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The Children's Book by  Horace E. Scudder
Table of Contents

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SIR PATRICK SPENS

The king sits in Dunfermline town,

Drinking the blude-red wine:

"Oh where will I get a skeely skipper

To sail this new ship of mine?"


Oh up and spake an eldern knight,

Sat at the king's right knee:

"Sir Patrick Spens is the best sailor

That ever sailed the sea."


Our king has written a braid letter,

And sealed it with his hand,

And sent it to Sir Patrick Spens,

Was walking on the strand.


'To Noroway, to Noroway,

To Noroway o'er the faem;

The king's daughter of Noroway,

" ' T is thou maun bring her Name!"


[321]

The first word that Sir Patrick read,

Sae loud, loud laughed he,

The neist word that Sir Patrick read,

The tear blindit his e'e.


"Oh wha is this has done this deed,

And tauld the king o' me,

To send us out at this time of the year,

To sail upon the sea?


"Be it wind, be it weet, be it hail, be it sleet,

Our ship must sail the faem;

The king's daughter of Noroway,

'T is we must fetch her hame."


They hoysed their sails on Monenday morn

Wi' a' the speed they may;

They hae landed in Noroway

Upon a Wodensday.


They hadna been a week, a week

In Noroway, but twae,

When that the lords o' Noroway

Began aloud to say:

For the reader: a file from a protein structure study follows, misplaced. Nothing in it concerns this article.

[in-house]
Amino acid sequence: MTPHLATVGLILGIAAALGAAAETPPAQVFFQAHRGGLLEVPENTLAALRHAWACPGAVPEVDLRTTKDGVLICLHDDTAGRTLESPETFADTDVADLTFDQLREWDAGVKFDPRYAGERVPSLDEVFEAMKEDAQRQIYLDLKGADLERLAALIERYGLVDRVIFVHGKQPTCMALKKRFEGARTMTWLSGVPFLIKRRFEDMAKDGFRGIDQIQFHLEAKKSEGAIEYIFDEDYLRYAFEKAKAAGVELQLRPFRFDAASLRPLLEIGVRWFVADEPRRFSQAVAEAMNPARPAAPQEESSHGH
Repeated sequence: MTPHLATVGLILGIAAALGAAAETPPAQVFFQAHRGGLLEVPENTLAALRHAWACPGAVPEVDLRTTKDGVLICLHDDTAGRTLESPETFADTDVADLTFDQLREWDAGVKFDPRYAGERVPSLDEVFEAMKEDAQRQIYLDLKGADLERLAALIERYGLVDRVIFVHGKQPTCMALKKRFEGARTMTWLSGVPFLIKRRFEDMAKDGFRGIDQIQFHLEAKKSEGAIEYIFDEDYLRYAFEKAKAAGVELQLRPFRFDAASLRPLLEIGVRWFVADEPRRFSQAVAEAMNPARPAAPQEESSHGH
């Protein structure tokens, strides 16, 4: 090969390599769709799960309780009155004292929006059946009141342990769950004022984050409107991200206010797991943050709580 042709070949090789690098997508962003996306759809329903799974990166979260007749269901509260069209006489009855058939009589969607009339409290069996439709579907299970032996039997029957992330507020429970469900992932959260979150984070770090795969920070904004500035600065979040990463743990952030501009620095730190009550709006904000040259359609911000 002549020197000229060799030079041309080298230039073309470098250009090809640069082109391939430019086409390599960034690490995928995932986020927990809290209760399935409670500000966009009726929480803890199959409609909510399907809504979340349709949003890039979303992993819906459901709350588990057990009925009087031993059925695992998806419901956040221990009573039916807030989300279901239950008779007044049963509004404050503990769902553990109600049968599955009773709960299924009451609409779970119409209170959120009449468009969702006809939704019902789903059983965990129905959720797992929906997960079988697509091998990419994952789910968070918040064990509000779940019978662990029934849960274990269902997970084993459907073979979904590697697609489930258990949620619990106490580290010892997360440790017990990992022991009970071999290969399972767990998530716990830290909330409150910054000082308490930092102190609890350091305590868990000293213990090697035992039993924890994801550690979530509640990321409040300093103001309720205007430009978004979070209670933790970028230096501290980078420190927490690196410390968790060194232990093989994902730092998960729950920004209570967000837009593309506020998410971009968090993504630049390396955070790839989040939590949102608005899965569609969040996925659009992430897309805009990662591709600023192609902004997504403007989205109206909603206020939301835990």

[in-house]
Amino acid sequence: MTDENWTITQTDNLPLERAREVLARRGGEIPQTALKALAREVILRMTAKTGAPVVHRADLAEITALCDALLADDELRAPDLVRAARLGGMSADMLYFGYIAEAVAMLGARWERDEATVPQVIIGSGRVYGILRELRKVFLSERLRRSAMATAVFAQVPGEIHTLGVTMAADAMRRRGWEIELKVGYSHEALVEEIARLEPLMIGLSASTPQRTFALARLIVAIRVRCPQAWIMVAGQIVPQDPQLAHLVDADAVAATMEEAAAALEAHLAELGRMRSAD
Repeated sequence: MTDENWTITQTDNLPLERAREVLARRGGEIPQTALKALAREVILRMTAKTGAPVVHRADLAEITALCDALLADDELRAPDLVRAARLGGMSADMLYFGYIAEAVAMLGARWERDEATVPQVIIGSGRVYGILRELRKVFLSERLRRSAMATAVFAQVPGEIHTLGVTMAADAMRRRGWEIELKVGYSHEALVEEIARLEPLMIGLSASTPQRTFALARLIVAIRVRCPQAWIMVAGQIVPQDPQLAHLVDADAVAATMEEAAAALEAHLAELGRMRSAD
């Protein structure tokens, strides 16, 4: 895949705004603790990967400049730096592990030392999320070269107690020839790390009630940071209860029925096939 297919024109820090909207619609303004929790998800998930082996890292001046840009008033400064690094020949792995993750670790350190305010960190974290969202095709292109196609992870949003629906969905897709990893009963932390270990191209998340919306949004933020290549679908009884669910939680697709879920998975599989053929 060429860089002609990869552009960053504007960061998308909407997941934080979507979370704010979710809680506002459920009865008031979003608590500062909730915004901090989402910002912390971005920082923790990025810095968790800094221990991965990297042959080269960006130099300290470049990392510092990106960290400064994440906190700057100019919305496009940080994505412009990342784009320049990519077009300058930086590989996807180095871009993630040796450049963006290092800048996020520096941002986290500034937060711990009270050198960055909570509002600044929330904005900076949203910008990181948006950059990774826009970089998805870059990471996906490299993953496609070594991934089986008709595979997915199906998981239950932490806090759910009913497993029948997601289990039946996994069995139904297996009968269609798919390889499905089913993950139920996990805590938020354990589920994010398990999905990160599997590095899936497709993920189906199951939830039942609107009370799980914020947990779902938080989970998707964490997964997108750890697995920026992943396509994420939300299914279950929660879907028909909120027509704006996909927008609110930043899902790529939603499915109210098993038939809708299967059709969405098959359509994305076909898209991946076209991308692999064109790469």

"Ye Scottishmen spend a' our king's gowd

And a' our queenè's fee."

"Ye lie, ye lie, ye liars loud!

Fu' loud I hear ye lie!


"For I hae brought as much white monie

As gane my men and me,

And I brought a half-fou o' gude red gowd

Out oure the sea wi' me.


"Make ready, make ready, my merry men a'!

Our gude ship sails the morn."

"Now, ever alake I my master dear,

I fear a deadly storm!


"I saw the new moon, late yestreen,

Wi' the auld moon in her arm;

And if we gang to sea, master,

I fear we'll come to harm."


They hadna sailed a league, a league,

A league, but barely three,

When the lift grew dark, and the wind blew loud,

And gurly grew the sea.


The ankers brak, and the topmasts lap,

It was sic a deadly storm;

And the waves came o'er the broken ship

Till a' her sides were torn.


"Oh where will I get a gude sailor

To take my helm in hand,

Till I get up to the tall topmast,

To see if I can spy land?"


"Oh here am I, a sailor gude,

To take the helm in hand,

Till you go up to the tall topmast,—

But I fear you'll ne'er spy land."


He hadna gane a step, a step,

A step, but barely ane,

When a boult flew out of our goodly ship,

And the salt sea it came in.


Gae fetch a web o' the silken claith,

Another o' the twine,

And wap them into our ship's side

And let na the sea come in."


They fetched a web o' the silken claith,

Another o' the twine,

And they wapped them roun' that gude ship's side,

But still the sea came in.


Oh laith, laith were our gude Scots lords

To weet their cork-heeled shoon!

But Lang or a' the play was played,

They wat their hats aboon.


And mony was the feather-bed

That floated on the faem,

And mony was the gude lord's son

That never mair cam hame.


The ladyes wrange their fingers white,

The maidens tore their hair;

A' for the sake of their true loves,

For them they'll see na mair.


[322]

Oh lang, lang may the ladyes sit,

Wi' their fans into their hand,

Before they see Sir Patrick Spens

Come sailing to the strand!


And lang, lang may the maidens sit,

Wi' their gowd kaims in their hair,

A' waiting for their ain dear loves,

For them they'll see na mair.


Oh forty miles off Aberdeen

'T is fifty fathoms deep,

And there lies gude Sir Patrick Spens

Wi' the Scots lords at his feet.


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